A beginner’s guide to multilingual science communication

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Alice Fleerackers, Science in Society editor English is the language of science — and, too often, science communication. We publish our results in English, host our conferences in English, and promote, share, and tweet about our research in English. This reliance on a single language cuts out wide swaths of the population, including critical demographics who […]

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Tarryn Bourhill, Communication, Education & Outreach editor

Hi, I’m Tarryn. I am a molecular biologist by day and a science communicator by night. I have always been interested in using viruses to treat disease. This is counter-intuitive for most people because everyone thinks of viruses as the bad guys that make us sick. For me, I love the idea that they can […]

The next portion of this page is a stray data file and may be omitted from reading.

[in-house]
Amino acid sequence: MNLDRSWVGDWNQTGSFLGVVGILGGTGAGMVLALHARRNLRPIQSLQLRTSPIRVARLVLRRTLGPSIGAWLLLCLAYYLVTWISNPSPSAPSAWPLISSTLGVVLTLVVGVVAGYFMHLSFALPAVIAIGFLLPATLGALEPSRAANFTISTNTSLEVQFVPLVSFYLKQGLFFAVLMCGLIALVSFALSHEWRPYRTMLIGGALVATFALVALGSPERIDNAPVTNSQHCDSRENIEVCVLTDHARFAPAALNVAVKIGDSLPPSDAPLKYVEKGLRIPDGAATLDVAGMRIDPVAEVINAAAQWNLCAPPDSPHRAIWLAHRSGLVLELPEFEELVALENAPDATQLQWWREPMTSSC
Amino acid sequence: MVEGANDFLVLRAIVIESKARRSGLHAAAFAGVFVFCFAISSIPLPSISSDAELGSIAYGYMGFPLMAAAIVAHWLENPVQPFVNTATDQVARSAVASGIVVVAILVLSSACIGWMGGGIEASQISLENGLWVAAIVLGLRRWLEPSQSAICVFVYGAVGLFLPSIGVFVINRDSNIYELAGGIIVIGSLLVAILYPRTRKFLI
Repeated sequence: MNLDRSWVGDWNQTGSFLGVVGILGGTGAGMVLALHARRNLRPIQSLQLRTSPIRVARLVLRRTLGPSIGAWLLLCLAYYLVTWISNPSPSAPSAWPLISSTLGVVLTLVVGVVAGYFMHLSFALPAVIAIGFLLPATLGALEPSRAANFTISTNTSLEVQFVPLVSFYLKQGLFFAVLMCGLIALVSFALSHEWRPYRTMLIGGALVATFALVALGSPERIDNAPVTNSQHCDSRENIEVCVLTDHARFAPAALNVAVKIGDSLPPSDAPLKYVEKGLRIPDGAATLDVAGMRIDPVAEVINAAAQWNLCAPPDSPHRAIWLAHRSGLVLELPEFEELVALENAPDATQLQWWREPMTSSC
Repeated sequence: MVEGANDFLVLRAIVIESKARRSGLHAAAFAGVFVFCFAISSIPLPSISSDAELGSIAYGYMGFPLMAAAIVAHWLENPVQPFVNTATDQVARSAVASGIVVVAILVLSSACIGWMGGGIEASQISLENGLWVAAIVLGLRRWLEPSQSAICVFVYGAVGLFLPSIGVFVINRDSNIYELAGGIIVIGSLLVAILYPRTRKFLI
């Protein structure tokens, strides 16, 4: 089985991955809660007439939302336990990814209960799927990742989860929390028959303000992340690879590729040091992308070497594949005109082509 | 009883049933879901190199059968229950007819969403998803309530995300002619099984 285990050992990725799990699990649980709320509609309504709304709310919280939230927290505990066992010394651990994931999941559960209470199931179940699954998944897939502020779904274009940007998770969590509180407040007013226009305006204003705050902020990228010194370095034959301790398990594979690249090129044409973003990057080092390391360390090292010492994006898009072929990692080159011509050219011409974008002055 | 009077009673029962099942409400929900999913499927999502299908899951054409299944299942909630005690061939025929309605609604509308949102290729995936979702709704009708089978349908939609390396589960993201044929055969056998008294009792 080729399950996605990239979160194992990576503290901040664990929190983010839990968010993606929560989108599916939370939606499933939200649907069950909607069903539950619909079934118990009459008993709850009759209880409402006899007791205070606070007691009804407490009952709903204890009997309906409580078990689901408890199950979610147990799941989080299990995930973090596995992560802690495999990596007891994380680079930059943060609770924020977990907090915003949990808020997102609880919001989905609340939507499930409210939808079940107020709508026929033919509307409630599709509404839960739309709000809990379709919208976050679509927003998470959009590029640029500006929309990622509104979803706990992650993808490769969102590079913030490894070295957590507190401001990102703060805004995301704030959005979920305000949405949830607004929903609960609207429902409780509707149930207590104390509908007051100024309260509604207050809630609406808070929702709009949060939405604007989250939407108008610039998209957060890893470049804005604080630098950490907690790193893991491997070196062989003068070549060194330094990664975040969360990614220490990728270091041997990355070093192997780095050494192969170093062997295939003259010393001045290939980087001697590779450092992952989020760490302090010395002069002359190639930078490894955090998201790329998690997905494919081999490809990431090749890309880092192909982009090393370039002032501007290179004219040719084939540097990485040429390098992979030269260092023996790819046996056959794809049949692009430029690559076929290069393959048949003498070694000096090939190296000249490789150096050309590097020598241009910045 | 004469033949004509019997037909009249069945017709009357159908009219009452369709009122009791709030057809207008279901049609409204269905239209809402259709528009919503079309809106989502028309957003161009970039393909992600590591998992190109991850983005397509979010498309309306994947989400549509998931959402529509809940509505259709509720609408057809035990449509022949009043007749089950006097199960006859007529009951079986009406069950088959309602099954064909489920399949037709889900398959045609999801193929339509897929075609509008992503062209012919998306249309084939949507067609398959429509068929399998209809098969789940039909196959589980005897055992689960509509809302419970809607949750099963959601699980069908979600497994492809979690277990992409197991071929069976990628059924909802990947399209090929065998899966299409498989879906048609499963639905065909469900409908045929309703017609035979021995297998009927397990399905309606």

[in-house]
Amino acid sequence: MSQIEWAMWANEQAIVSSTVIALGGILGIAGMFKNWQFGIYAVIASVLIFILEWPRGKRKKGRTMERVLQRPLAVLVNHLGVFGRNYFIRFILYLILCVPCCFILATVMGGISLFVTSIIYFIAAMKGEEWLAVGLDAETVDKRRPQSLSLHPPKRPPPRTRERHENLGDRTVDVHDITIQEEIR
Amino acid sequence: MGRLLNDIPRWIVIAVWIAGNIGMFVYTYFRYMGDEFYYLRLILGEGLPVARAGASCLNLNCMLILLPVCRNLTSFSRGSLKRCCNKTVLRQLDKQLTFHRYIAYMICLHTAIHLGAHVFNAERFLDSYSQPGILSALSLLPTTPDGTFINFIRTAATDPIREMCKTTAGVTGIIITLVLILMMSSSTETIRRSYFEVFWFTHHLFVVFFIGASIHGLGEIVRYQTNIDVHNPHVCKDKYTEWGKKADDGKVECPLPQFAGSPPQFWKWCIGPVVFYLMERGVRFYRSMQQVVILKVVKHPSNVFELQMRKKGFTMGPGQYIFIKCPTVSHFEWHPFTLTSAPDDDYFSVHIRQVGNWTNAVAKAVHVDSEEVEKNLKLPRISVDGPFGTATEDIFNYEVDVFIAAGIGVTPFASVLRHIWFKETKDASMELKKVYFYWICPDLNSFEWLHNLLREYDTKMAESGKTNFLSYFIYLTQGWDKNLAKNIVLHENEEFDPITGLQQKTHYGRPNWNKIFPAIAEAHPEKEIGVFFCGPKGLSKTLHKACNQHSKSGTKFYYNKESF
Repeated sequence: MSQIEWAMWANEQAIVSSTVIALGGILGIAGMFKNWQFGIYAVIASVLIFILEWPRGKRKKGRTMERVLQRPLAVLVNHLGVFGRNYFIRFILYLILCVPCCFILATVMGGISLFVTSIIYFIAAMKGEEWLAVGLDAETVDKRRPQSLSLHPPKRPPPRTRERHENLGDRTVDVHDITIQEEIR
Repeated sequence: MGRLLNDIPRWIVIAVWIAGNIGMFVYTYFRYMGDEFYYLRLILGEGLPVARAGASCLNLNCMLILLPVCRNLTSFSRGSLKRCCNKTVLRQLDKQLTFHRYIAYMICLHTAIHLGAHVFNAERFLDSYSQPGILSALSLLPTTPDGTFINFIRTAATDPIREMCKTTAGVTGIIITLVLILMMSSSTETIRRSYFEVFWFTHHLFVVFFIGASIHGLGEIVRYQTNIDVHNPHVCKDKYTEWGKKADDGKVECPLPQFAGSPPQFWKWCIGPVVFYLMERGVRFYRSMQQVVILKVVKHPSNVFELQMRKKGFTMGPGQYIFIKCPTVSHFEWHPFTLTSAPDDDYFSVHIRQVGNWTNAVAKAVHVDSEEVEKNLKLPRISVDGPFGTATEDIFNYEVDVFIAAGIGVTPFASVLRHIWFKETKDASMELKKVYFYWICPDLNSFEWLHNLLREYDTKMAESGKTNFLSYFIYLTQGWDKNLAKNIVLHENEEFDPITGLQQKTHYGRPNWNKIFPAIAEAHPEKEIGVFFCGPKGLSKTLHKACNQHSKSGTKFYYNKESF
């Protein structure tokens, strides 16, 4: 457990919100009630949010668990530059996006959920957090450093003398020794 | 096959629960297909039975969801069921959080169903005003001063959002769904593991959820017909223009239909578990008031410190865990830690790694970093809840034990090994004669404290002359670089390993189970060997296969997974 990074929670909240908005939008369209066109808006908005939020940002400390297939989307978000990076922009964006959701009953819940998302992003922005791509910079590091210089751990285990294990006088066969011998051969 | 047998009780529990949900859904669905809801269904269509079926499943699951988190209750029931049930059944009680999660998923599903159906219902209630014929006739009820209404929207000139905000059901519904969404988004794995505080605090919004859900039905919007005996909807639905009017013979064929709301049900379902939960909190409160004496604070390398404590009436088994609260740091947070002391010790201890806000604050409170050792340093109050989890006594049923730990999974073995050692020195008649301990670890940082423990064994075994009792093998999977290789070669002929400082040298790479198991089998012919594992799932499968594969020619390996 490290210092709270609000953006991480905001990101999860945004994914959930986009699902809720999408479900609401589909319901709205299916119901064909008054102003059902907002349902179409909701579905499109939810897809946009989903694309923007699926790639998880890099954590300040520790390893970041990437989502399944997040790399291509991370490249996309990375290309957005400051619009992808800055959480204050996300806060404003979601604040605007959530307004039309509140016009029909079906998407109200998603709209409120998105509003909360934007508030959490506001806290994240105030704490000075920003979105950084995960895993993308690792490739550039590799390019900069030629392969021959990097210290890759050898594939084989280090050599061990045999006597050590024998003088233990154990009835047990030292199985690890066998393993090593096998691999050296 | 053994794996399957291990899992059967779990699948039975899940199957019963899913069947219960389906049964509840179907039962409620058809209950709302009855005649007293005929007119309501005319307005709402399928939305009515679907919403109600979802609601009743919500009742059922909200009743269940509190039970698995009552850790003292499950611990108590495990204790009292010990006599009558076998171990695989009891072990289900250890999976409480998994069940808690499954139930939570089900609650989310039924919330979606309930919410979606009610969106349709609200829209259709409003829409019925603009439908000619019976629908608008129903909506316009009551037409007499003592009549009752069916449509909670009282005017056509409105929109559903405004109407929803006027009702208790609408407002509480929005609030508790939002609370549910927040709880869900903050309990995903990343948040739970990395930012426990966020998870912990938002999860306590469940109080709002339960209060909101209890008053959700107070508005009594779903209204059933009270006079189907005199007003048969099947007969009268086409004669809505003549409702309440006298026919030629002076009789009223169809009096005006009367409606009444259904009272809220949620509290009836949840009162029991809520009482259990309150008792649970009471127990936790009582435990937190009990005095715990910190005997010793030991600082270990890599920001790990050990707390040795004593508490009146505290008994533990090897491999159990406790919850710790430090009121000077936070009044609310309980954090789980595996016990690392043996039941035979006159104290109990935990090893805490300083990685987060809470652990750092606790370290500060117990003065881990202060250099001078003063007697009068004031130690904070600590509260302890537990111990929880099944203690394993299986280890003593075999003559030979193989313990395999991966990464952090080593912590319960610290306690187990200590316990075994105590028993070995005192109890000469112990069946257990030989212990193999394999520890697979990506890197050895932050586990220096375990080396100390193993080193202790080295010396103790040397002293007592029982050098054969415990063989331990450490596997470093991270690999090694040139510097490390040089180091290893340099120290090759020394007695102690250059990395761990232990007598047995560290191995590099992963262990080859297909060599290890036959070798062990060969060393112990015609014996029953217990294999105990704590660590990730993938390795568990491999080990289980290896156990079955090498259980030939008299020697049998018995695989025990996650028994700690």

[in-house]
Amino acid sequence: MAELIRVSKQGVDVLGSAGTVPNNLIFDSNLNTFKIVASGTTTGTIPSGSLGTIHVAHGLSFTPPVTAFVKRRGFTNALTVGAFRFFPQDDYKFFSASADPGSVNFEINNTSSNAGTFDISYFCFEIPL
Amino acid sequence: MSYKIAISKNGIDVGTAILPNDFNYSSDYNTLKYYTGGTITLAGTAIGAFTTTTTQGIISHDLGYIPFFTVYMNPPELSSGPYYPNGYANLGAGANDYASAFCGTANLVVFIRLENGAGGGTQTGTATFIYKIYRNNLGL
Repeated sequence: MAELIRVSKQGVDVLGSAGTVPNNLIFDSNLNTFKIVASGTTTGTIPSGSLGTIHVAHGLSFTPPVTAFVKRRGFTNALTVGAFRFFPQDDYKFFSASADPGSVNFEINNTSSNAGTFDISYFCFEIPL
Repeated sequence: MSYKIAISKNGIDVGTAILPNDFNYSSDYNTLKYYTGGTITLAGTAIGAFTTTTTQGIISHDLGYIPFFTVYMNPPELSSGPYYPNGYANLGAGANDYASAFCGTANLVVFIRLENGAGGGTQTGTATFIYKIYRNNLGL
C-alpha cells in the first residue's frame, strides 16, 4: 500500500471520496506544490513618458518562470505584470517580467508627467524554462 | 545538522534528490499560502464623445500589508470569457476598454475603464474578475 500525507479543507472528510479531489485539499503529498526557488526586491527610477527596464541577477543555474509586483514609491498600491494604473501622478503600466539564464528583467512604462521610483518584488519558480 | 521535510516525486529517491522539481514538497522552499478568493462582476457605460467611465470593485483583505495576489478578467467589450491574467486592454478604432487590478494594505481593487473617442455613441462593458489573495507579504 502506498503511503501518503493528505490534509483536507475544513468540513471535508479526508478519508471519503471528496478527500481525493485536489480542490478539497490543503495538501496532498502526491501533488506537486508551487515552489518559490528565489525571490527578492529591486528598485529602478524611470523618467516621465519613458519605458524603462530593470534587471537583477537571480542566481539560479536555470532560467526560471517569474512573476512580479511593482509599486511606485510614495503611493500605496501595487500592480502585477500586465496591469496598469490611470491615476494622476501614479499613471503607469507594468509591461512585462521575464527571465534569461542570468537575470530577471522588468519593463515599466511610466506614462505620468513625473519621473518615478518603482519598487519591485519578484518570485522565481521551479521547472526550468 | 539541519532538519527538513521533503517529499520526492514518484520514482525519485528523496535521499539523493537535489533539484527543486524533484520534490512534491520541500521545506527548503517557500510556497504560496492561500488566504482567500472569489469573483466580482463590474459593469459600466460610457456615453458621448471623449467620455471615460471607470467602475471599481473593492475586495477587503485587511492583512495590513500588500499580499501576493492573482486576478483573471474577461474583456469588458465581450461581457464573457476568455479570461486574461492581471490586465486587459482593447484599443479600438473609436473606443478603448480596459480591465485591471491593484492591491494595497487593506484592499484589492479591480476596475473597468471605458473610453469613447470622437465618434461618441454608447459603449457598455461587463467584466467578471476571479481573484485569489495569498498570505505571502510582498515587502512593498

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Reflections of a Science Borealis subject editor

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Robert Gooding-Townsend, Science in Society editor I started at Science Borealis in winter 2016, when I was four months into my Masters program. There was a call for subject editors; I looked at several positions, and ended up in the Science in Society role, where I’ve been for more than three years. Here, I’ll try […]

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Top 3 reasons to attend Science Rendezvous on May 11

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Dr. Emily Agard, Director of SciXchange at Ryerson University, Toronto Join us for Science Rendezvous! This annual free festival makes science, technology, engineering, and math (STEM) accessible to thousands of people with a day of engaging, informative and interactive events across the country. This year, Science Rendezvous highlights how we can infuse the arts into […]

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People’s Choice Award: Speaking with Stephen Heard, the mind behind Scientist Sees Squirrel

Connie Tang, Chemistry co-editor   Stephen Heard is a professor of environmental ecology at the University of New Brunswick, although you may know him as Steve, the author of the science blog Scientist Sees Squirrel, which is this year’s winner for the Science Borealis and Science Writers and Communicators of Canada (SWCC) People’s Choice Award for […]

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